Begin Afresh, Afresh! Poems of Spring by Larkin and Limón


American poet Ada Limón. Photo credit: San Marcos Mercury

Instructions on Not Giving Up

More than the fuchsia funnels breaking out
of the crabapple tree, more than the neighbor’s
almost obscene display of cherry limbs shoving
their cotton candy-colored blossoms to the slate
sky of Spring rains, it’s the greening of the trees
that really gets to me. When all the shock of white
and taffy, the world’s baubles and trinkets, leave
the pavement strewn with the confetti of aftermath,
the leaves come. Patient, plodding, a green skin
growing over whatever winter did to us, a return
to the strange idea of continuous living despite
the mess of us, the hurt, the empty. Fine then,
I’ll take it, the tree seems to say, a new slick leaf
unfurling like a fist to an open palm, I’ll take it all.

Ada Limón from Poem-a-Day, the Academy of American Poets, May 15, 2017

Ah, spring. A late one here in the Cowichan Valley but spring nonetheless. So many spring poems it’s hard to write one that seems fresh and unexpected. After all, Spring and All, the 1923 book and poem by William Carlos Williams are looming presences still, after almost one hundred years.

And yet, Ada Limón has pulled off a cliché-busting spring poem. And its intrigue for me begins with the title, no spring in sight! Limón, who just turned forty-two, has become a rising force in American poetics after her 2015 book Bright Dead Things was a finalist for two of the top U.S. poetry awards.

Just try reading the first lines of Limón’s poem out loud. It’s not easy. Challenging line breaks that create a sense of disorientation, a breaking of regular rhythms, that reflect the confusion and disorientation suggested by the poem’s title: Instructions on Not Giving Up. And the disruption that spring is!

And how in the poem Limón mixes showing and telling in such a robust way! As she does here:..Patient, plodding, a green skin/ growing over whatever winter did to us, a return/ to the strange idea of continuous living despite/ the mess of us, the hurt, the empty. Fine then,/ I’ll take it, the tree seems to say…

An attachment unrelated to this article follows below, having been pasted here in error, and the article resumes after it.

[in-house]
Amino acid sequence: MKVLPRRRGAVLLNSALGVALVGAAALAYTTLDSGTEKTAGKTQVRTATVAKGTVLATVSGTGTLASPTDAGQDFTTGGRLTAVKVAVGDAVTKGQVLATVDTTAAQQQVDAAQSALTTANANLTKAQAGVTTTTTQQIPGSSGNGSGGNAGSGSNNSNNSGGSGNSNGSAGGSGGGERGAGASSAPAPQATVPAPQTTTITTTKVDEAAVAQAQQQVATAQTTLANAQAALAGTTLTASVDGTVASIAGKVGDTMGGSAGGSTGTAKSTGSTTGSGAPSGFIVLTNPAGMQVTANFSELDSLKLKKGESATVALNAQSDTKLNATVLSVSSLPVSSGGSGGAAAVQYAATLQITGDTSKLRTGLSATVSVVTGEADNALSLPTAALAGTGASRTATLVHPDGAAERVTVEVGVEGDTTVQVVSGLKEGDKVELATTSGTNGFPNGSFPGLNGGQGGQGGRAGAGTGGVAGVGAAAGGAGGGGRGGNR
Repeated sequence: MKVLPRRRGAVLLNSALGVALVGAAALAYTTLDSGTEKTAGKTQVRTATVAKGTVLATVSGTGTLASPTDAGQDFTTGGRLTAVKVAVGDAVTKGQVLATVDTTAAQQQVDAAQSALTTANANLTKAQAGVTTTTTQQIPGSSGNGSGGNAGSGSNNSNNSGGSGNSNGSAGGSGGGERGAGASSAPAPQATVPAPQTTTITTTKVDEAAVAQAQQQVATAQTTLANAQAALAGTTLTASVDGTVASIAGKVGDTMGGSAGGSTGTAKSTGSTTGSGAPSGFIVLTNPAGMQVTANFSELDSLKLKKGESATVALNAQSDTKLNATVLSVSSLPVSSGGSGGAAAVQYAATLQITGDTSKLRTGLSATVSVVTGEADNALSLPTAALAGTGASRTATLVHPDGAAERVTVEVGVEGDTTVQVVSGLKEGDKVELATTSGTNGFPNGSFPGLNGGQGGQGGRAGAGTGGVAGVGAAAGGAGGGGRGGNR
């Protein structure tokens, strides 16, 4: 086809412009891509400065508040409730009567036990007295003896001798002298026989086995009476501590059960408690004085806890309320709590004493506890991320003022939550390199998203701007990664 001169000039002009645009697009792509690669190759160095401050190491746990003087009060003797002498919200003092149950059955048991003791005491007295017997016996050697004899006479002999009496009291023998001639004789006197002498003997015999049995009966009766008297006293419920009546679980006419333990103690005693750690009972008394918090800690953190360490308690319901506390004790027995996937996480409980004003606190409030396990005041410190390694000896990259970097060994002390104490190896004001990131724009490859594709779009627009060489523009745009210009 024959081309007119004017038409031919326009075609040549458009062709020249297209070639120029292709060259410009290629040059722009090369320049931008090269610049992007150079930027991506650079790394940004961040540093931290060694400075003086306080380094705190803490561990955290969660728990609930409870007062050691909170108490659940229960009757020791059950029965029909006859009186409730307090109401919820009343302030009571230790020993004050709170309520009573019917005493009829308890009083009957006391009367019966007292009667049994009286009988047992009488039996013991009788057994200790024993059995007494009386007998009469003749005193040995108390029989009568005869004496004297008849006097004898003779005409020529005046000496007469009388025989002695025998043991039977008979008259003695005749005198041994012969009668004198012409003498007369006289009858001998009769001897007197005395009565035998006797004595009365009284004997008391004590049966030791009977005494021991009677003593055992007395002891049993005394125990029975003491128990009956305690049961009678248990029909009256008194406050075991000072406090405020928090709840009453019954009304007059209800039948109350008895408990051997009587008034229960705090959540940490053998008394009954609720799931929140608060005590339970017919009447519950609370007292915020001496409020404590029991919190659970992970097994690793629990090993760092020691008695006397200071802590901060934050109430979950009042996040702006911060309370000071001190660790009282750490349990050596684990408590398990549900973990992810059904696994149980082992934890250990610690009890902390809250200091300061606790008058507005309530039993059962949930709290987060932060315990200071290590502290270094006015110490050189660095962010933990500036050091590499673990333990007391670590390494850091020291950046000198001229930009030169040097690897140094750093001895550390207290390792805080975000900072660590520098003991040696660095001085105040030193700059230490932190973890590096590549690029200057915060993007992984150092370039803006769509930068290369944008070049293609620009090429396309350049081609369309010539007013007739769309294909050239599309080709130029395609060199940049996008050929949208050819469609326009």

And I am struck by how it is the coming of the slow green leaves that gets to Limón. Not the showy, gaudy blossoms, the world’s baubles and trinkets. And in this I am reminded of Jack Gilberts’s astonishing poem, The Abnormal is not Courage. His line that echoes her thoughts: It is the normal excellence, of long accomplishment. Ah, the long less showy accomplishment of leaves. And as Limón says: More than the fuschia funnels breaking out/ of the crabapple tree…

And Limón’s poem took me back to another striking spring poem. Phillip Larkin’s The Trees. The poetry of Larkin, a celebrated English poet, novelist and librarian who turned down the post of Poet Laureate in 1984, still remains oft-quote today. No wonder, I think. His poems have a quiet and understated power in them. Not showy but accomplished. lots to chew over in them.

The Trees

The trees are coming into leaf
Like something almost being said;
The recent buds relax and spread,
Their greenness is a kind of grief.

Is it that they are born again
And we grow old? No, they die too.
Their yearly trick of looking new
Is written down in rings of grain.

Yet still the unresting castles thresh
In fullgrown thickness every May.
Last year is dead, they seem to say,
Begin afresh, afresh, afresh.

Phillip Larkin from Collected Poems, Faber & Faber 1993

English poet Phillip Larkin. Photo credit: Fay Godwin 1970

What a line: their greenness is a kind of grief. They seem to say they are new but we know the tree they come from, grows older, written down in rings of grain. We know we age. Our grief. But we also know they die, too. More grief.

All this conflab, the argument, in the poem is discarded when Larkin states: Yet still… and he, as poet and narrator, chooses to see the life and hope in the green leaves. Not grief. Last year is dead they seem to say,/ Begin afresh, afresh, afresh.

What hope. I am aging, almost sixty-seven but as of this writing, not dead yet! And Larkin, hallelujah, exclaims to me: Begin afresh, afresh, afresh. And with each blog post I write I say yes to him, I say yes to life as long as I have it.

Post a Comment

Your email is never shared. Required fields are marked *